Fighting fund in bid to save shoreline
RICHARD BATSON An elegant seaside village which used to be the haunt of millionaires is going cap in hand to its current residents in a battle to beat a threat to its coastal defences.
An elegant seaside village which used to be the haunt of millionaires is going cap in hand to its current residents in a battle to beat a threat to its coastal defences.
Overstrand, near Cromer, was known as the village of millionaires, playing host to no fewer than six of them in grand houses and villas, during its heyday at the turn of the 20th century as the Poppyland area was
made fashionable by the euphoric writings of Clement Scott.
Today it is among the necklace of seaside comm-unities which face having sea defences abandoned under an emerging shoreline manage-ment plan which seeks to let nature have its way in all but a selected couple of major resorts.
Like Happisburgh further to the east, Overstrand has been vocal in its opposition over the two years since the "managed retreat" policy was first floated.
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But its local action committee needs to raise fighting funds for its campaigning - and maybe even for topping up the defences themselves.
Overstrand shoreline management committee chairman Simon Davies said it had sent delegates to high-level meetings with government officials in London in a bid to shape coast defence policy, which cost hundreds of pounds.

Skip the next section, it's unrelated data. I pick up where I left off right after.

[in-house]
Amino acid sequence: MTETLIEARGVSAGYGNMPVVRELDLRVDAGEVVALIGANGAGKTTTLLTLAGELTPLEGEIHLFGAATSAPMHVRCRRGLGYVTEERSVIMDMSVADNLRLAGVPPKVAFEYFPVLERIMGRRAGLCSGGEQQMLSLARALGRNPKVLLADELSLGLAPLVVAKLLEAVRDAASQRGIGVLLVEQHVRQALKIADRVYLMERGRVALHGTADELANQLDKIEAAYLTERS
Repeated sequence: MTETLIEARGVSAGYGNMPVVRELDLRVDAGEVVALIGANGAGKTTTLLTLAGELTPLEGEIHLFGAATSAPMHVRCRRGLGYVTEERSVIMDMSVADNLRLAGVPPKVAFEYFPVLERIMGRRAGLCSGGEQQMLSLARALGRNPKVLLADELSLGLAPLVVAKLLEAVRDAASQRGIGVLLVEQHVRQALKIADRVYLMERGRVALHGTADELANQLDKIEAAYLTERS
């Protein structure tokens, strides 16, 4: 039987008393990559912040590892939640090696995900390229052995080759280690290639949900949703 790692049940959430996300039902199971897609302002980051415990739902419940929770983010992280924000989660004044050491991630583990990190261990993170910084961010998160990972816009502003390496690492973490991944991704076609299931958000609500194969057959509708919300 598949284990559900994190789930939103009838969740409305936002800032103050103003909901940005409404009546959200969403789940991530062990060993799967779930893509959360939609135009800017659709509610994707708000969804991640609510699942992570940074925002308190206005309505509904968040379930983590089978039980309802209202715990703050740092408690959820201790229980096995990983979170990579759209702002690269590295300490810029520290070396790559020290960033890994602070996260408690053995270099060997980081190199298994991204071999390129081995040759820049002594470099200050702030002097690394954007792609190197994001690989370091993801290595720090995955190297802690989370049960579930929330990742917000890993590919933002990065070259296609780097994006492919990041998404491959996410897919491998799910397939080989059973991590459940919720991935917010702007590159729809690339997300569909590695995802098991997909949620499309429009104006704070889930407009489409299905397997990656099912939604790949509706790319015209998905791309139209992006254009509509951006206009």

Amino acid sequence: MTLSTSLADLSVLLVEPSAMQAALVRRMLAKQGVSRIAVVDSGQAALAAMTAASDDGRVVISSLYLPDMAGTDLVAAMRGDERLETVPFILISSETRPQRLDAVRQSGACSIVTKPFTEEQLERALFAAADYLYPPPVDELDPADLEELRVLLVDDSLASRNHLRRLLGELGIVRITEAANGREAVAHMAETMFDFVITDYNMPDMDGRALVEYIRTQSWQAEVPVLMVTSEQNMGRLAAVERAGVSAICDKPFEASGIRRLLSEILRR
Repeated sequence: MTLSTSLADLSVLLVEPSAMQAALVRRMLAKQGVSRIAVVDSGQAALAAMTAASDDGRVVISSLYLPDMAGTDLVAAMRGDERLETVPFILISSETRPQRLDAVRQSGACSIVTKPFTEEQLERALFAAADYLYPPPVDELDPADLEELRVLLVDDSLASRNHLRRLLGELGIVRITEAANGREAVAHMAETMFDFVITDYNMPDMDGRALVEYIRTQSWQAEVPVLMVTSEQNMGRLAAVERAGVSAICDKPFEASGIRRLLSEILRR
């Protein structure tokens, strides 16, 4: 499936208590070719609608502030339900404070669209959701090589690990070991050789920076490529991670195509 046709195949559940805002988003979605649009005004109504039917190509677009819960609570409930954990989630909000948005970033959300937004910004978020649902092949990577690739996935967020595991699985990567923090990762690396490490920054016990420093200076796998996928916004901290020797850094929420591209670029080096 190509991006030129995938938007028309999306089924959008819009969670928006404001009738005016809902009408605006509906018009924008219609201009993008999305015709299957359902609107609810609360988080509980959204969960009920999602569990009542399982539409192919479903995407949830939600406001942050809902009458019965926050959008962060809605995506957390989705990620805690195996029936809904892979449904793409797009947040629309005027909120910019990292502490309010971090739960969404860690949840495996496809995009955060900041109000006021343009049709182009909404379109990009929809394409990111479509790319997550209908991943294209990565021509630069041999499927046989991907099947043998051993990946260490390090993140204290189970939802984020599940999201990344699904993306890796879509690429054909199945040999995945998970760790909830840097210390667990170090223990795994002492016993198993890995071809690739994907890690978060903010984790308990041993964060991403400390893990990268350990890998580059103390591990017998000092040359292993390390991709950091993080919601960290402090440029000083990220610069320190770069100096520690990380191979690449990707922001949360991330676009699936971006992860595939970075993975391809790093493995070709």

Replacing and upgrading
sea defences could cost about £6m, but Overstrand was currently only in line for a share of a £2m package of temporary rock works funded by North Norfolk District Council in a bid to "buy time" all along the coast, while officials and campaigners
try to win the bigger battle
at government level for
more protection or compensation.
In an ideal world there would be no need to call on local people to fund a new Save Overstrand Shoreline campaign, said Mr Davies.
But it was important to protect the village to "ensure that what happened at Happisburgh doesn't happen to us" he added, referring to its high rate of erosion where defences had collapsed through old age.
"We would like to think the government would fund the defences, but in reality the money is not there, so we have got to give a helping hand," he added.
While Happisburgh was constantly losing land as its sheer cliffs fell under erosion, Overstrand had different cliffs of sloping slumps, and a promenade which also needed protecting from the sea.
Mr Davies hoped local people would support the SOS fund, which is being co-ordinated by the local residents association.
Association chairman Audrey Brittlebank said it was set up in 1969 to protest at sewage from a nearby caravan site spilling on to the breach, and had always had a watching brief as well as its social side.
Anyone wanting to support the fighting fund should contact the association through Mr Davies at 3 The Londs, Overstrand, telephone 01263 578184.